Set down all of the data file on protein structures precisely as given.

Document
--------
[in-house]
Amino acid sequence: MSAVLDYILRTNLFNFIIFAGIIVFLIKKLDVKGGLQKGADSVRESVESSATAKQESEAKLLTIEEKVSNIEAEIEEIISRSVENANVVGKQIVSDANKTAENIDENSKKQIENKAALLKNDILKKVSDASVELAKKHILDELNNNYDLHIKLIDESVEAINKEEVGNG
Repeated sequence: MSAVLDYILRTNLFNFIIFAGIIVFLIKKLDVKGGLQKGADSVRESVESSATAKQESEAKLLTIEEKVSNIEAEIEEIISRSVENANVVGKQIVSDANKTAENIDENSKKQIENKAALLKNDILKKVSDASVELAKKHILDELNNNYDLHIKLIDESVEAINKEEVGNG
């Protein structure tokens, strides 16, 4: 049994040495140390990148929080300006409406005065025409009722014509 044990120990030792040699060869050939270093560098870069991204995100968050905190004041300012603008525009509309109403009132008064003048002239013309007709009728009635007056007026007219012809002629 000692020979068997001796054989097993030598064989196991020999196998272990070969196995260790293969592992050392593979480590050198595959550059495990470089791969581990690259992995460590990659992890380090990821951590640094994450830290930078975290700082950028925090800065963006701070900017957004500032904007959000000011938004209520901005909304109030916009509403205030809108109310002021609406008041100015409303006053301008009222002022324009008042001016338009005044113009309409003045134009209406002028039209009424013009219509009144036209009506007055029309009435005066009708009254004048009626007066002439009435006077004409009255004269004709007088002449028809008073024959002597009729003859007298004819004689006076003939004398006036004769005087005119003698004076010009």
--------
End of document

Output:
[in-house]
Amino acid sequence: MSAVLDYILRTNLFNFIIFAGIIVFLIKKLDVKGGLQKGADSVRESVESSATAKQESEAKLLTIEEKVSNIEAEIEEIISRSVENANVVGKQIVSDANKTAENIDENSKKQIENKAALLKNDILKKVSDASVELAKKHILDELNNNYDLHIKLIDESVEAINKEEVGNG
Repeated sequence: MSAVLDYILRTNLFNFIIFAGIIVFLIKKLDVKGGLQKGADSVRESVESSATAKQESEAKLLTIEEKVSNIEAEIEEIISRSVENANVVGKQIVSDANKTAENIDENSKKQIENKAALLKNDILKKVSDASVELAKKHILDELNNNYDLHIKLIDESVEAINKEEVGNG
């Protein structure tokens, strides 16, 4: 049994040495140390990148929080300006409406005065025409009722014509 044990120990030792040699060869050939270093560098870069991204995100968050905190004041300012603008525009509309109403009132008064003048002239013309007709009728009635007056007026007219012809002629 000692020979068997001796054989097993030598064989196991020999196998272990070969196995260790293969592992050392593979480590050198595959550059495990470089791969581990690259992995460590990659992890380090990821951590640094994450830290930078975290700082950028925090800065963006701070900017957004500032904007959000000011938004209520901005909304109030916009509403205030809108109310002021609406008041100015409303006053301008009222002022324009008042001016338009005044113009309409003045134009209406002028039209009424013009219509009144036209009506007055029309009435005066009708009254004048009626007066002439009435006077004409009255004269004709007088002449028809008073024959002597009729003859007298004819004689006076003939004398006036004769005087005119003698004076010009």